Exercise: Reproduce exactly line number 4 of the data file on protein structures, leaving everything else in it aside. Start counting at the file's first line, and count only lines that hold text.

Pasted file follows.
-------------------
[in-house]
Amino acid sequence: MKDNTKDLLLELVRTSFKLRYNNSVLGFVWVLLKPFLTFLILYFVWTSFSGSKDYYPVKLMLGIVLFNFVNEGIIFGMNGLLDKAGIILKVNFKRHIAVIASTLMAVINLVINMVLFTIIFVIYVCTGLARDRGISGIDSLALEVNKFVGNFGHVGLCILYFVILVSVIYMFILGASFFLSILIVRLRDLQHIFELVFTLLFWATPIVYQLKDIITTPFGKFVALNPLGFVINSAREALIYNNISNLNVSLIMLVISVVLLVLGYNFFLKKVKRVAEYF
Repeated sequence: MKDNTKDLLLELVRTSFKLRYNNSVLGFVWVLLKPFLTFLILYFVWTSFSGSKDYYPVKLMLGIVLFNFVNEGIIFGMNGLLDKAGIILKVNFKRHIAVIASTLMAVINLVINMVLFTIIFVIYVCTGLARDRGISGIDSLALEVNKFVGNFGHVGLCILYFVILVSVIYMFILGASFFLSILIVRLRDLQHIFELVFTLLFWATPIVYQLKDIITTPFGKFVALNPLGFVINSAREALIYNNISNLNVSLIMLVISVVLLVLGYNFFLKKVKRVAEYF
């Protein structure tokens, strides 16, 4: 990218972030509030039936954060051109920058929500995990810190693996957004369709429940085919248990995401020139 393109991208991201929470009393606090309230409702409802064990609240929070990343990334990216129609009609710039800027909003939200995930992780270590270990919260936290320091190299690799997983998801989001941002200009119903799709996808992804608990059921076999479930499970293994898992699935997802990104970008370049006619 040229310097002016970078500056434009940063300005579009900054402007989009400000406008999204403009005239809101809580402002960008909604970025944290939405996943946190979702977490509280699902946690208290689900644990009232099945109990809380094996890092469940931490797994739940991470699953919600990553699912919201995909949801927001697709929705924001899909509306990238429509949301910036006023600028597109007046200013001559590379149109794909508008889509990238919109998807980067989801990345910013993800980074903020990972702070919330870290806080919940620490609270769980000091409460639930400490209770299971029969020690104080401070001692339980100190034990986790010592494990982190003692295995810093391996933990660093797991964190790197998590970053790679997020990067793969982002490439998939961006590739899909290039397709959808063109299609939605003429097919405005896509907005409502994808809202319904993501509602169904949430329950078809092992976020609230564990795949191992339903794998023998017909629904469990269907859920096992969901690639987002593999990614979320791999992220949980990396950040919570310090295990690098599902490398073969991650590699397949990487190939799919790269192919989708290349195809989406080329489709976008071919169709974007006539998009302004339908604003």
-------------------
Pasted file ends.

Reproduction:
């Protein structure tokens, strides 16, 4: 990218972030509030039936954060051109920058929500995990810190693996957004369709429940085919248990995401020139 393109991208991201929470009393606090309230409702409802064990609240929070990343990334990216129609009609710039800027909003939200995930992780270590270990919260936290320091190299690799997983998801989001941002200009119903799709996808992804608990059921076999479930499970293994898992699935997802990104970008370049006619 040229310097002016970078500056434009940063300005579009900054402007989009400000406008999204403009005239809101809580402002960008909604970025944290939405996943946190979702977490509280699902946690208290689900644990009232099945109990809380094996890092469940931490797994739940991470699953919600990553699912919201995909949801927001697709929705924001899909509306990238429509949301910036006023600028597109007046200013001559590379149109794909508008889509990238919109998807980067989801990345910013993800980074903020990972702070919330870290806080919940620490609270769980000091409460639930400490209770299971029969020690104080401070001692339980100190034990986790010592494990982190003692295995810093391996933990660093797991964190790197998590970053790679997020990067793969982002490439998939961006590739899909290039397709959808063109299609939605003429097919405005896509907005409502994808809202319904993501509602169904949430329950078809092992976020609230564990795949191992339903794998023998017909629904469990269907859920096992969901690639987002593999990614979320791999992220949980990396950040919570310090295990690098599902490398073969991650590699397949990487190939799919790269192919989708290349195809989406080329489709976008071919169709974007006539998009302004339908604003």